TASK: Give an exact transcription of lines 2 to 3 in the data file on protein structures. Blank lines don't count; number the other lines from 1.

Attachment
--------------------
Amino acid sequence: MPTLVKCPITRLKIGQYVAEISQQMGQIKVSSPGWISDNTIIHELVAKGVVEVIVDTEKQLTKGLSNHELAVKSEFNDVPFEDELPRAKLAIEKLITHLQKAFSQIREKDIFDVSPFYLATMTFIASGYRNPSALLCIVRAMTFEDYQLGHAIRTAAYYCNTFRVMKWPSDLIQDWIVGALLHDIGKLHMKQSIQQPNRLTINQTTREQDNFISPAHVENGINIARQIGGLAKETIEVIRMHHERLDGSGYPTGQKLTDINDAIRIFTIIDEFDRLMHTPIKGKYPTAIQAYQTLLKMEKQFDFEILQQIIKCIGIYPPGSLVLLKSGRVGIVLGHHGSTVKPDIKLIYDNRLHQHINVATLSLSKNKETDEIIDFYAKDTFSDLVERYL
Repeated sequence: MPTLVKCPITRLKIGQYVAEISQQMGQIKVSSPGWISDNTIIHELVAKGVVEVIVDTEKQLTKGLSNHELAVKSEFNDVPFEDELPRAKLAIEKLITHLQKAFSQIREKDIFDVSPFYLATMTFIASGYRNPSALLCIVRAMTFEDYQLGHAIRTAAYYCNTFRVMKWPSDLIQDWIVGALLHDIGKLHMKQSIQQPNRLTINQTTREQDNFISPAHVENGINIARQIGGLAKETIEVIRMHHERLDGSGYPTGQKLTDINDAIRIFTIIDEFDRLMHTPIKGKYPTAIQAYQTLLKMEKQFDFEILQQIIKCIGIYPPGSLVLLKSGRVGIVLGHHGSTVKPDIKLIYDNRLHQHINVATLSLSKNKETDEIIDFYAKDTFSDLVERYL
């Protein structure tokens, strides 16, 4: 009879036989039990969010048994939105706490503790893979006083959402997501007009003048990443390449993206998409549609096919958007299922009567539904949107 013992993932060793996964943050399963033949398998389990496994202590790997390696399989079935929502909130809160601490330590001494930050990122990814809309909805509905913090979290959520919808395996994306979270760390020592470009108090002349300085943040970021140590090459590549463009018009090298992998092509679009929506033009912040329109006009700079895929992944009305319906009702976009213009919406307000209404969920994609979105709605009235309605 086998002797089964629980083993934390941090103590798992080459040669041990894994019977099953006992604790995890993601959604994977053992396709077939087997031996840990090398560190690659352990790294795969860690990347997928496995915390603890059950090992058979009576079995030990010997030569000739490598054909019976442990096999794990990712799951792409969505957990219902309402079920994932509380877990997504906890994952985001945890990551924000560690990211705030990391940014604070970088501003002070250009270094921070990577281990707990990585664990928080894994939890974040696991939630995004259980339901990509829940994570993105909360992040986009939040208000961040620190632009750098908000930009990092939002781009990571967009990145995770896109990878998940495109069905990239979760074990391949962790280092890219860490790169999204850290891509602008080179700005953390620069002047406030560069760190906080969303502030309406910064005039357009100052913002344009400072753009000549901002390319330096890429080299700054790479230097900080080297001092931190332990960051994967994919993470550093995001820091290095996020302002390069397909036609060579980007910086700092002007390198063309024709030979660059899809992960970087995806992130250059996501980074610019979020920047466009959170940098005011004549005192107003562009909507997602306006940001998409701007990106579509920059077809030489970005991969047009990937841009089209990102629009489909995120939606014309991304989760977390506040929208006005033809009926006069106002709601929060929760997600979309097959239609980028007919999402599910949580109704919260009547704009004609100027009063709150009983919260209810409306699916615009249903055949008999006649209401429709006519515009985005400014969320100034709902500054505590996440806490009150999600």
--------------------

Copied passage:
Repeated sequence: MPTLVKCPITRLKIGQYVAEISQQMGQIKVSSPGWISDNTIIHELVAKGVVEVIVDTEKQLTKGLSNHELAVKSEFNDVPFEDELPRAKLAIEKLITHLQKAFSQIREKDIFDVSPFYLATMTFIASGYRNPSALLCIVRAMTFEDYQLGHAIRTAAYYCNTFRVMKWPSDLIQDWIVGALLHDIGKLHMKQSIQQPNRLTINQTTREQDNFISPAHVENGINIARQIGGLAKETIEVIRMHHERLDGSGYPTGQKLTDINDAIRIFTIIDEFDRLMHTPIKGKYPTAIQAYQTLLKMEKQFDFEILQQIIKCIGIYPPGSLVLLKSGRVGIVLGHHGSTVKPDIKLIYDNRLHQHINVATLSLSKNKETDEIIDFYAKDTFSDLVERYL
């Protein structure tokens, strides 16, 4: 009879036989039990969010048994939105706490503790893979006083959402997501007009003048990443390449993206998409549609096919958007299922009567539904949107 013992993932060793996964943050399963033949398998389990496994202590790997390696399989079935929502909130809160601490330590001494930050990122990814809309909805509905913090979290959520919808395996994306979270760390020592470009108090002349300085943040970021140590090459590549463009018009090298992998092509679009929506033009912040329109006009700079895929992944009305319906009702976009213009919406307000209404969920994609979105709605009235309605 086998002797089964629980083993934390941090103590798992080459040669041990894994019977099953006992604790995890993601959604994977053992396709077939087997031996840990090398560190690659352990790294795969860690990347997928496995915390603890059950090992058979009576079995030990010997030569000739490598054909019976442990096999794990990712799951792409969505957990219902309402079920994932509380877990997504906890994952985001945890990551924000560690990211705030990391940014604070970088501003002070250009270094921070990577281990707990990585664990928080894994939890974040696991939630995004259980339901990509829940994570993105909360992040986009939040208000961040620190632009750098908000930009990092939002781009990571967009990145995770896109990878998940495109069905990239979760074990391949962790280092890219860490790169999204850290891509602008080179700005953390620069002047406030560069760190906080969303502030309406910064005039357009100052913002344009400072753009000549901002390319330096890429080299700054790479230097900080080297001092931190332990960051994967994919993470550093995001820091290095996020302002390069397909036609060579980007910086700092002007390198063309024709030979660059899809992960970087995806992130250059996501980074610019979020920047466009959170940098005011004549005192107003562009909507997602306006940001998409701007990106579509920059077809030489970005991969047009990937841009089209990102629009489909995120939606014309991304989760977390506040929208006005033809009926006069106002709601929060929760997600979309097959239609980028007919999402599910949580109704919260009547704009004609100027009063709150009983919260209810409306699916615009249903055949008999006649209401429709006519515009985005400014969320100034709902500054505590996440806490009150999600």